The risk severity scores for each risk are plotted one over the other to give a cumulative severity profile of the project. The area under the top line shows which of the risks is contributing most to the riskiness of the project. These graphs also inform stakeholders if the risks are moving in the right direction, that is downwards, or if issues and concerns are escalating, that is upwards. A sample risk profile graph is illustrated above for reference.

Progressive Risk Reduction

The steps to reduce the risk levels of a project are as follows:

  • Identify risks as early as possible. Awareness gives you the power and time to handle risks.
  • Perform a continuous risk assessment. Over time, new risks may arise and some of the identified risks may become redundant.
  • Introduce features to handle risks. For example, if the project has more technical debt and the quality is unstable, one must plan for stabilization stories to shape the level of defects and instability.
  • Collect early and continuous feedback from the team. Constantly prioritizing risks and including their responses to the product backlog results in creating a Risk-Adjusted Product Backlog.

Learn more about Risk Management. Click here!


Spike is an innovation developed in Extreme Programming that is used to remove uncertainty. Spike is a time-boxed period designated to reduce uncertainty by learning about a feature, technology, or process. This helps to better estimate and develop an upcoming feature or fix the defect.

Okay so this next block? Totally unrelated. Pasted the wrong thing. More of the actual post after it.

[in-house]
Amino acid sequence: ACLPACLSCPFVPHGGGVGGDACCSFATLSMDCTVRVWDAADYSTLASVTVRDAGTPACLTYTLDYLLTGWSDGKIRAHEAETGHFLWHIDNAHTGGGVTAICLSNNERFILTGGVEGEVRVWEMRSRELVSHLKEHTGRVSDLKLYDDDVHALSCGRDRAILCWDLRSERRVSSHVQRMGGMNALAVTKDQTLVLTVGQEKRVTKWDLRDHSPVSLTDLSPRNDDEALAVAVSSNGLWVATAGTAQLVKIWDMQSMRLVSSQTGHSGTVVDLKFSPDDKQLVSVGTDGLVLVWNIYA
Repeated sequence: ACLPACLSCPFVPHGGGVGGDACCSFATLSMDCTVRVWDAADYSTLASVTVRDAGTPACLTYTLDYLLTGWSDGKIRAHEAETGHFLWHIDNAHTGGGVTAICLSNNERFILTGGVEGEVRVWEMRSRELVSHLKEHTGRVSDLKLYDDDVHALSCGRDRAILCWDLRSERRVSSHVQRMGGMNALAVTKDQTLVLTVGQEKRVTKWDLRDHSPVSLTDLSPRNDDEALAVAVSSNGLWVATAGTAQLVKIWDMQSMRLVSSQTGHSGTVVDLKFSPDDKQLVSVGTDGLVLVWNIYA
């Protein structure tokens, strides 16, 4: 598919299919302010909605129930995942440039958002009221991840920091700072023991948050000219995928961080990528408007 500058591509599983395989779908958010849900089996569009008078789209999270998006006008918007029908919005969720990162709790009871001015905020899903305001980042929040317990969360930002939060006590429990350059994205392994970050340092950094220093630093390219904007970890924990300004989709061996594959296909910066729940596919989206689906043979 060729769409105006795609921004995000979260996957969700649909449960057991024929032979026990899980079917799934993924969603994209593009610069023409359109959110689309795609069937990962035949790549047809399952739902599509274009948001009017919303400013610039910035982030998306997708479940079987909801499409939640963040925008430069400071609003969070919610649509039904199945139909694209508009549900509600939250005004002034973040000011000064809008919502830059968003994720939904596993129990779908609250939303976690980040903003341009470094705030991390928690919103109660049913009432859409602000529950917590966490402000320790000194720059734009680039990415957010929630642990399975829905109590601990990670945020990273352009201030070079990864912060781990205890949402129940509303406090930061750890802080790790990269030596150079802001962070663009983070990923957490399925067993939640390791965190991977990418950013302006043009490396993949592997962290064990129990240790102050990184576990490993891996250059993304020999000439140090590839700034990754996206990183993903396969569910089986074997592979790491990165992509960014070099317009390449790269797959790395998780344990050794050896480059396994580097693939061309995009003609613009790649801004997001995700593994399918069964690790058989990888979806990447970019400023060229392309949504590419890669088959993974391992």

A spike helps in

  • reducing project risks by doing an early architectural envisioning
  • It should require minimal time and effort; not more than two days
  • a spike should be made visible by creating a story for it in the product backlog
  • must be used sparingly, as they do not create story points

The given image represents a product backlog with spike stories.

Agile Failure Modes

In Scrum, the concept of ‘ScrumBut’ refers to the proverb “Agile practices don’t fail –rather the variations on Agile adoption fail.” Failure of Agile projects is most often due to the following reasons:

  • Culture does not support the change.
  • Lack of reward plan and existence of a static and prescriptive standard of work.
  • Lack of retrospectives.
  • Actions that are the outcome of the sprint or release retrospection gets ignored or written off.
  • Lack of collaboration in planning
  • ScrumMaster who uses a command and control style to speed up project progress, but in reality slows things down.

Agile Coach Failure Modes

Lyssa Atkins has identified seven types of Agile Coach failure modes. They are: